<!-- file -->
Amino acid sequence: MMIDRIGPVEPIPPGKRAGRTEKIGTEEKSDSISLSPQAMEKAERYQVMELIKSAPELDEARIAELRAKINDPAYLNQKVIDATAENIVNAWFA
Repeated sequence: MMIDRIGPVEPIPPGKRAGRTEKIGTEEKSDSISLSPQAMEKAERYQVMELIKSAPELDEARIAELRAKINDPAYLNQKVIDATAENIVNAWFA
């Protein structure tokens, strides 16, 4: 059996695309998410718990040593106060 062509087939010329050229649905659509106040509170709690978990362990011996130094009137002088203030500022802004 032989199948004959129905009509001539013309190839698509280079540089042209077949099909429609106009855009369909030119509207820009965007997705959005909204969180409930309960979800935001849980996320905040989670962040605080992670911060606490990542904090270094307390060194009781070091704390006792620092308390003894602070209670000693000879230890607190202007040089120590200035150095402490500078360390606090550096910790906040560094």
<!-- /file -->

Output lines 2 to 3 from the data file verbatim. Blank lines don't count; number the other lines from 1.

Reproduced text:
Repeated sequence: MMIDRIGPVEPIPPGKRAGRTEKIGTEEKSDSISLSPQAMEKAERYQVMELIKSAPELDEARIAELRAKINDPAYLNQKVIDATAENIVNAWFA
């Protein structure tokens, strides 16, 4: 059996695309998410718990040593106060 062509087939010329050229649905659509106040509170709690978990362990011996130094009137002088203030500022802004 032989199948004959129905009509001539013309190839698509280079540089042209077949099909429609106009855009369909030119509207820009965007997705959005909204969180409930309960979800935001849980996320905040989670962040605080992670911060606490990542904090270094307390060194009781070091704390006792620092308390003894602070209670000693000879230890607190202007040089120590200035150095402490500078360390606090550096910790906040560094």